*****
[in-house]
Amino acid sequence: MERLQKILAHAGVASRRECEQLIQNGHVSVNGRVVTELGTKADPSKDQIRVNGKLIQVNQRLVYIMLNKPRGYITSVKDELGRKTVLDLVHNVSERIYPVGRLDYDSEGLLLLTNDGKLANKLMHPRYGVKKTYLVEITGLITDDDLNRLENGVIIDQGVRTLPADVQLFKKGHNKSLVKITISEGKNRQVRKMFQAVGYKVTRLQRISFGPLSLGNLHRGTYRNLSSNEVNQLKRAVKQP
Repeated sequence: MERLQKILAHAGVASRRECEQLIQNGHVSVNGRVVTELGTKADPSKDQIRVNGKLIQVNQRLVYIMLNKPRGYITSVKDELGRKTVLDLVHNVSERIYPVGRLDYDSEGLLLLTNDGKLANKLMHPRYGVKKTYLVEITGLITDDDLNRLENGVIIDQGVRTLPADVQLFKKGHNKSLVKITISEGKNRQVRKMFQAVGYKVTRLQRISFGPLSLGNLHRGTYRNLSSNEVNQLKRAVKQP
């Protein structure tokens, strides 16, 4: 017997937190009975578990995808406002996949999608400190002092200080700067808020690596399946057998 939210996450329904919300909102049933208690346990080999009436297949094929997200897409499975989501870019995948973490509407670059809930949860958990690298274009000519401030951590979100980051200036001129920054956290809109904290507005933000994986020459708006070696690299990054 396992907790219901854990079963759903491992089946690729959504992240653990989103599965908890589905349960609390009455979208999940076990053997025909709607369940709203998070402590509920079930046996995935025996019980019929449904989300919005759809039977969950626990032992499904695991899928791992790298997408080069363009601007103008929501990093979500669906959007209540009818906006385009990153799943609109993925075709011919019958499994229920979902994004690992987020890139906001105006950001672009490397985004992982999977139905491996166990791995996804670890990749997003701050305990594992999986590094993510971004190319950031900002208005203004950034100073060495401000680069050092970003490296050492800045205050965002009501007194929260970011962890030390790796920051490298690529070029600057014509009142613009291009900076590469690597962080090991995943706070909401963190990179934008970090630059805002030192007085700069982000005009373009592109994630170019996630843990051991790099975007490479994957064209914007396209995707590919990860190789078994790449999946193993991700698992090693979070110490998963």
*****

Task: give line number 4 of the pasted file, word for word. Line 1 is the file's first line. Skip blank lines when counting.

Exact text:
């Protein structure tokens, strides 16, 4: 017997937190009975578990995808406002996949999608400190002092200080700067808020690596399946057998 939210996450329904919300909102049933208690346990080999009436297949094929997200897409499975989501870019995948973490509407670059809930949860958990690298274009000519401030951590979100980051200036001129920054956290809109904290507005933000994986020459708006070696690299990054 396992907790219901854990079963759903491992089946690729959504992240653990989103599965908890589905349960609390009455979208999940076990053997025909709607369940709203998070402590509920079930046996995935025996019980019929449904989300919005759809039977969950626990032992499904695991899928791992790298997408080069363009601007103008929501990093979500669906959007209540009818906006385009990153799943609109993925075709011919019958499994229920979902994004690992987020890139906001105006950001672009490397985004992982999977139905491996166990791995996804670890990749997003701050305990594992999986590094993510971004190319950031900002208005203004950034100073060495401000680069050092970003490296050492800045205050965002009501007194929260970011962890030390790796920051490298690529070029600057014509009142613009291009900076590469690597962080090991995943706070909401963190990179934008970090630059805002030192007085700069982000005009373009592109994630170019996630843990051991790099975007490479994957064209914007396209995707590919990860190789078994790449999946193993991700698992090693979070110490998963």